As Conservation Careers grows, learns and evolves we have looked again at our conservation mission statement, vision and values. These are important because they communicate to everyone the key aspects of an organisation, provide focus and clarity. Together they help to make decisions, hold organisations to account and set the culture of an organisation. Important
Over the past five years we’ve listed 16,675 jobs from a whacking 2,218 conservation organisations on Conservation Careers. We thought it would be fun to publish some lists based on the statistics from these roles. Here are the conservation organisations which have published the most conservation jobs over the past five years… World Wide Fund
Paul Hotham has over 25 years of conservation experience including work in the UK National Parks and voluntary sector and international conservation NGOs. His MSc thesis was undertaken in the Amboseli and Kilimanjaro National Parks on transboundary cooperation between protected areas. Paul has extensive experience in species conservation, protected area management and conservation capacity building.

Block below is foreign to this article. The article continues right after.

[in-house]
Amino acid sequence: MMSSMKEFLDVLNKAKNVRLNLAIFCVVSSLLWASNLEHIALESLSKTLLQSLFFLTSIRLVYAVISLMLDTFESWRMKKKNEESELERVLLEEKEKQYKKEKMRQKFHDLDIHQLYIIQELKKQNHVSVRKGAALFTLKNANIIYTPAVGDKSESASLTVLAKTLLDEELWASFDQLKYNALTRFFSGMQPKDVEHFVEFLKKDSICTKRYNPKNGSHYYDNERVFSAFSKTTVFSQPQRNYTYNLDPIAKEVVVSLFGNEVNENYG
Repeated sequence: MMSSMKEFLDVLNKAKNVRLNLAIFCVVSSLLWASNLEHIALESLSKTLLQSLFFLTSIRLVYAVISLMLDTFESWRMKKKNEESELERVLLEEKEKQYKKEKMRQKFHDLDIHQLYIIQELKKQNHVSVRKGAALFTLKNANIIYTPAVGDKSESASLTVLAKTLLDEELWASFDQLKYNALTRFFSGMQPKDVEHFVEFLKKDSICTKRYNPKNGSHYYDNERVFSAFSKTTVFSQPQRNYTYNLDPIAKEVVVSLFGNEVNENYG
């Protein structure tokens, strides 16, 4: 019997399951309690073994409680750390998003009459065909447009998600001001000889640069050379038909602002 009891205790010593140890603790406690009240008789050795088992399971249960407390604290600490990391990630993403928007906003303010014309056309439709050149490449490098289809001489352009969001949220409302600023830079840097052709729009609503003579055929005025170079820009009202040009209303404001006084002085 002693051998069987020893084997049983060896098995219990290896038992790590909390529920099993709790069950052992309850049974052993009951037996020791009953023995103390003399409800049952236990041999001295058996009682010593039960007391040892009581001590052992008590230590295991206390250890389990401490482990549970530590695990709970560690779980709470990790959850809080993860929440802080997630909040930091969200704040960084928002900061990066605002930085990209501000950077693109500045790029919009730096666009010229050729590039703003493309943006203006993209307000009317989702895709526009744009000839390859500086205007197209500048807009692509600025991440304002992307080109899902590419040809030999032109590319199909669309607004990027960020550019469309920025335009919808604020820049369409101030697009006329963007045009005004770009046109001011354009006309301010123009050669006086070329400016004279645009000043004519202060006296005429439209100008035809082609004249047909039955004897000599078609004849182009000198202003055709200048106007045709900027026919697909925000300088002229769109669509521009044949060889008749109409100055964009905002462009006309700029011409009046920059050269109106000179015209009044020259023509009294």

Elizabeth Allen is the Collaborations and Communications Manager for The Cambridge Conservation Initiative. CCI is a unique collaboration between the University of Cambridge and leading Internationally-focussed biodiversity conservation organisations clustered in and around Cambridge, UK. It represents a critical mass of expertise — on a scale unparalleled anywhere in the world — at the interface of
Mining and energy operations have some of the most transformative impacts on the planet, with the power to strip landscapes, alter ecosystems and forever change societies. In this interview, Fauna & Flora International’s Business & Biodiversity Director, Pippa Howard, explains how working with business can create large-scale conservation benefits and how to join this emerging
When you hear the word ‘primatology,’ there’s a good chance you’re picturing either Jane Goodall nose-to-nose with a chimp, or Sir David Attenborough huddled amongst mountain gorillas in Rwanda. But beneath its romantic portrayal is a field so challenging, so diverse and so close to our own hearts (and DNA) that it couldn’t possibly be
In this second installment of interviews with three primatologists, Kaitlin Wellens, Dr Kathryn Shutt and Dr Alejandro Estrada explain what it takes to be a primatologist, how to find opportunities and why more people are needed in this challenging field. When people think about primatology, what is most often misunderstood? Kaitlin: As with any exotic